Geotab: Any other advice, tips or information you want to add or you think our readers should be aware of regarding sharing the road?
Sarah Bradley: Besides leaving safe passing distance and being considerate when pulling into and out of bike lanes, we urge fleet drivers to make the roads safer for everyone by carefully checking around them before opening their car door, and encouraging passengers to do the same.
“Dooring” which is the act of opening one’s door in the path of a person biking is very common on the road. Imagine you’re riding along in a bike lane and suddenly your path is interrupted by a door flung open with no warning! Even the most confident cyclists may not be able to react in time, leading them to collide with a metal car door, or be forced to swerve into motor vehicle traffic.
A way to ensure you are checking your surroundings before you open your door is with the Dutch Reach: when opening one’s car door, use the hand farthest away from the door to open it (i.e., right hand for those driving in North America and left hand for those driving in Europe). This simple switch turns your body, making it natural to check for people biking in the vicinity.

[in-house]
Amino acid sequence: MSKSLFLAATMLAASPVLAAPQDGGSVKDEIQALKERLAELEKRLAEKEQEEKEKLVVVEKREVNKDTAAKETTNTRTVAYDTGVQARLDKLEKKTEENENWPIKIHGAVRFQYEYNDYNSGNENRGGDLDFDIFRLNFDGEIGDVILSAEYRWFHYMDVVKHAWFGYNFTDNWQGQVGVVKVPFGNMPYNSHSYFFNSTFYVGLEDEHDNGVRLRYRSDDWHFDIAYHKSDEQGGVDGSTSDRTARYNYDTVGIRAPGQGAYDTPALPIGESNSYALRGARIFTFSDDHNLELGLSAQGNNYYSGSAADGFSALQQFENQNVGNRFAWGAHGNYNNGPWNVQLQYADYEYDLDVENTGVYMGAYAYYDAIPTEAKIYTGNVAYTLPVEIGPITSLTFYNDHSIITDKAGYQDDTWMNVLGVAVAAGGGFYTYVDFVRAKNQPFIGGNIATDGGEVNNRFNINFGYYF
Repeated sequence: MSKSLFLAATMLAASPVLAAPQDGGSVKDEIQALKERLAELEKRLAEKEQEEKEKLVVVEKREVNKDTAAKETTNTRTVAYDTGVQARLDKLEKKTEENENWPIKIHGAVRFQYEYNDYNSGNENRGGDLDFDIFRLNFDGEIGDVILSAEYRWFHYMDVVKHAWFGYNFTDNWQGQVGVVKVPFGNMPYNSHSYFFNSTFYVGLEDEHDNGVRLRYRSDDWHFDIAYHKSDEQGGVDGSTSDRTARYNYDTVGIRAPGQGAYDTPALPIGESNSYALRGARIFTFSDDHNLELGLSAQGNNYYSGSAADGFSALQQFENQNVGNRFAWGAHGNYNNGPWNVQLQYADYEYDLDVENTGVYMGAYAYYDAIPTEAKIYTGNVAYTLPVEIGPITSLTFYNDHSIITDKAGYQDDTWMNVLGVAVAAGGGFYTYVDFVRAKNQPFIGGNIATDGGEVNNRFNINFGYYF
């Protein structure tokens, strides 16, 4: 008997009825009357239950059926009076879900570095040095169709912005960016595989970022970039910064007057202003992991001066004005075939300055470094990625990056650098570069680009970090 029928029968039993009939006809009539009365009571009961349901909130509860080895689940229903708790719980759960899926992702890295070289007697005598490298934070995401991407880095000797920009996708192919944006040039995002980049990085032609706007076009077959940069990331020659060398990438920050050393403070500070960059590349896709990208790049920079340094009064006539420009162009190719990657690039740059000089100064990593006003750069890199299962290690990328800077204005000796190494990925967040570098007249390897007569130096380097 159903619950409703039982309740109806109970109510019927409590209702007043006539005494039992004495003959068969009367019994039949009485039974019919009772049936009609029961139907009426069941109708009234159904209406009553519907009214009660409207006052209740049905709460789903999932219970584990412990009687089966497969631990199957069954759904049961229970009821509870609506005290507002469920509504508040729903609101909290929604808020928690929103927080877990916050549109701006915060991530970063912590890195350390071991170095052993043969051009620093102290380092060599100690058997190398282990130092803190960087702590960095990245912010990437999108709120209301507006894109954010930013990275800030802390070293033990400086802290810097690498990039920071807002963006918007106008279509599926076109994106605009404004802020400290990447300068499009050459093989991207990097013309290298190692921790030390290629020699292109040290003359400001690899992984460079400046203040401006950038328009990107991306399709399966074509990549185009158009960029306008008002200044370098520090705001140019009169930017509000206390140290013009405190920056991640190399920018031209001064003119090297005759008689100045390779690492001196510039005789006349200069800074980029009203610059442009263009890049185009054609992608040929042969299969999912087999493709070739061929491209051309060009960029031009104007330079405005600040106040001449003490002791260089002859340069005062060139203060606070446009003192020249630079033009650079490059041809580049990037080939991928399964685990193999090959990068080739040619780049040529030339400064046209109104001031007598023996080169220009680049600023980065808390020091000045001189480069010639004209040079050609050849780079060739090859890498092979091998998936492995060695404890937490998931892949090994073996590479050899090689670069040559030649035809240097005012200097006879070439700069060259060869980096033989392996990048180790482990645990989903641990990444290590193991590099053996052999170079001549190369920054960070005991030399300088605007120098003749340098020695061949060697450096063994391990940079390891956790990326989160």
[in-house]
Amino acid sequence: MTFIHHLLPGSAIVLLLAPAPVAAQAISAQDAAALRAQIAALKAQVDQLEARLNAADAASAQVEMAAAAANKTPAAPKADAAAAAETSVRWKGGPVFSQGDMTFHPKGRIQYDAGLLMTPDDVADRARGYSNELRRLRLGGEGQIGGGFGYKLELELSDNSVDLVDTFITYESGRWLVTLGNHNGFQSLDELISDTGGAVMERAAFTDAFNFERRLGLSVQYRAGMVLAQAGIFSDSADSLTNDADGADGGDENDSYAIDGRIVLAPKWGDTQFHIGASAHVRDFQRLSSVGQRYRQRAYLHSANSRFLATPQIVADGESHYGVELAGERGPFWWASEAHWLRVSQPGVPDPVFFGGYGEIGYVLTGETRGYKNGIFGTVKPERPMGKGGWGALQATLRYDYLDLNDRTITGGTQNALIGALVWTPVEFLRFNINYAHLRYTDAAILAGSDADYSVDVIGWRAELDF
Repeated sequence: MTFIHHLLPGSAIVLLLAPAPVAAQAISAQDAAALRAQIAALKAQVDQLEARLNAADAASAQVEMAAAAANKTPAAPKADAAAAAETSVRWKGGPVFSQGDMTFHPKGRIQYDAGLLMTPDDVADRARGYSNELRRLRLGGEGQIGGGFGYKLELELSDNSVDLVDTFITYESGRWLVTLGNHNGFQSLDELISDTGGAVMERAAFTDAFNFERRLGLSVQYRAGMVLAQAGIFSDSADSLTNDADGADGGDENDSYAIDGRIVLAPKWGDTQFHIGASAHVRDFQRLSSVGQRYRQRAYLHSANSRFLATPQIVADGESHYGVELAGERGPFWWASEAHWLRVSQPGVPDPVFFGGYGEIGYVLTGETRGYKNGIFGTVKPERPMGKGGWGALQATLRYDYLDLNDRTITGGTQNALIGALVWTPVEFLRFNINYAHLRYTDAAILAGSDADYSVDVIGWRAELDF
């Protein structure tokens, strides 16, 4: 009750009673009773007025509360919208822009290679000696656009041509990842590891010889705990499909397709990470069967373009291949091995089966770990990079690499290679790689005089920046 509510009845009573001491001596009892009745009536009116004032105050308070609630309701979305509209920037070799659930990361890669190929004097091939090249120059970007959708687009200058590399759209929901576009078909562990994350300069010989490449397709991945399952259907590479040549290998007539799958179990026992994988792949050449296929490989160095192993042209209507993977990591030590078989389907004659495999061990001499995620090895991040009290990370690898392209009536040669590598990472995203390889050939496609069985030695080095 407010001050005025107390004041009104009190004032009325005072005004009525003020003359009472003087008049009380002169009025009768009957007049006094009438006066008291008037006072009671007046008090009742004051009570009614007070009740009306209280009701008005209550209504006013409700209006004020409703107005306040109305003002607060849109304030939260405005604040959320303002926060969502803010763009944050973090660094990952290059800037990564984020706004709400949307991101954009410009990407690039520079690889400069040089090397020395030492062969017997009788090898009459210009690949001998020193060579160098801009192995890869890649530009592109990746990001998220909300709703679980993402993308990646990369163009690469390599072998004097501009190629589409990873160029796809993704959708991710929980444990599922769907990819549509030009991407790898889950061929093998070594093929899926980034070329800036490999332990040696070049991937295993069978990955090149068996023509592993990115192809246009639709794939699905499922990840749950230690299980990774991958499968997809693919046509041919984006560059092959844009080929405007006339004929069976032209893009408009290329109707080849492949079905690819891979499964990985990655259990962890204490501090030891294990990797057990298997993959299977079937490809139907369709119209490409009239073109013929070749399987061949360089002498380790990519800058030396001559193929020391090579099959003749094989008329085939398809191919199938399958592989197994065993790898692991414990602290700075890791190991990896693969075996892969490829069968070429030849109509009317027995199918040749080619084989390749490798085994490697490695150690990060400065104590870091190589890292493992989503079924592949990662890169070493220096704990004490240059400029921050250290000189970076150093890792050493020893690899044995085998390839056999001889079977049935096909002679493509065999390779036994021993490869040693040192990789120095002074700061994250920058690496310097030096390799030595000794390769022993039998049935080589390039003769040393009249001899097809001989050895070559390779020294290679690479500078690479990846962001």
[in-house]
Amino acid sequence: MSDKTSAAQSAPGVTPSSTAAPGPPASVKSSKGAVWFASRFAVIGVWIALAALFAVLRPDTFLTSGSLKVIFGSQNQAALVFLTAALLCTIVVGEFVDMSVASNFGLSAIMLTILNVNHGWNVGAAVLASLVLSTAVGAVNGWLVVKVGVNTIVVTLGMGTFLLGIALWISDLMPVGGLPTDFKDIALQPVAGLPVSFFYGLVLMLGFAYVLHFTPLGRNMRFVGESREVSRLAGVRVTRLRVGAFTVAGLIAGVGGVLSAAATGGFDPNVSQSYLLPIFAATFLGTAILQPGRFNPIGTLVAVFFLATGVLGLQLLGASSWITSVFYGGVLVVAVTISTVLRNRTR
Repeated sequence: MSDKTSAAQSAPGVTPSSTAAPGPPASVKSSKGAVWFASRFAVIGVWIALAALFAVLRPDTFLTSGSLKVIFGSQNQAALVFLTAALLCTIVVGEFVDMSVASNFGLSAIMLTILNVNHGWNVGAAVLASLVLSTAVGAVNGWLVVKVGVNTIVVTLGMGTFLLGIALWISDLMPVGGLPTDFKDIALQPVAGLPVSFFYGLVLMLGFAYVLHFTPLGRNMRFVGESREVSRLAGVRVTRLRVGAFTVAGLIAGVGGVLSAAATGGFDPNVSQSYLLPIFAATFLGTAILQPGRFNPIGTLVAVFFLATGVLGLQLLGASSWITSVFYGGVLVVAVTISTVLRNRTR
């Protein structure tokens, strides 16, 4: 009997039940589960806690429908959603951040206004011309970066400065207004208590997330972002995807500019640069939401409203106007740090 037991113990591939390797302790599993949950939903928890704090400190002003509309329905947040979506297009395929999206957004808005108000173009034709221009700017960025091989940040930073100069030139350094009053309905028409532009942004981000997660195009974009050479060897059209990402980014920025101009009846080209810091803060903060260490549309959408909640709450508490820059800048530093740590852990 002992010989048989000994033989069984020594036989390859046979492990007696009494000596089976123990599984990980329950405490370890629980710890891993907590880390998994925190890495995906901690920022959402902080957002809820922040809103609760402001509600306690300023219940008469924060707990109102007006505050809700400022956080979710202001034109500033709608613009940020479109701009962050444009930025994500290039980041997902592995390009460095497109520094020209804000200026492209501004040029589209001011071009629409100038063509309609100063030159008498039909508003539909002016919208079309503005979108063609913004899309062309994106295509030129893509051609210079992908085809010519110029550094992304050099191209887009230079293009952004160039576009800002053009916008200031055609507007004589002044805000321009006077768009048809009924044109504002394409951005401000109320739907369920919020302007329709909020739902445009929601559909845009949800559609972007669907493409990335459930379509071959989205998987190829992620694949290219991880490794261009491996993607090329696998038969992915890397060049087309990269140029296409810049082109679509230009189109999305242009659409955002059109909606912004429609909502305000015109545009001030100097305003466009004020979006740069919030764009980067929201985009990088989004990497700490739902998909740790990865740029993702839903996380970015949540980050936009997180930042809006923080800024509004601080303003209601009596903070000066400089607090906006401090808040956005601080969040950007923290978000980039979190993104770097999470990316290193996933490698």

Tips For Cyclists:
Geotab: What can cyclists do to ensure they are safe on the road?
Sarah Bradley: Riding a bike can be a convenient, affordable, healthy and a fun way to move around the city! Keeping a few basic principles in mind will ensure people biking can get to where they need to go safely and confidently. We would recommend people biking to be seen, be heard and be safe.
- Be seen: Wear reflectors at night and equip your bike with a front white light and a rear red light.
- Be heard: Make sure you have a bell or horn on your bike. Ringing a bell lets people know you are approaching. This is especially important when passing parked, pulled-over or turning cars. A gentle ring or call when passing another person biking can also go a long way to making everyone’s experience on the road more pleasant.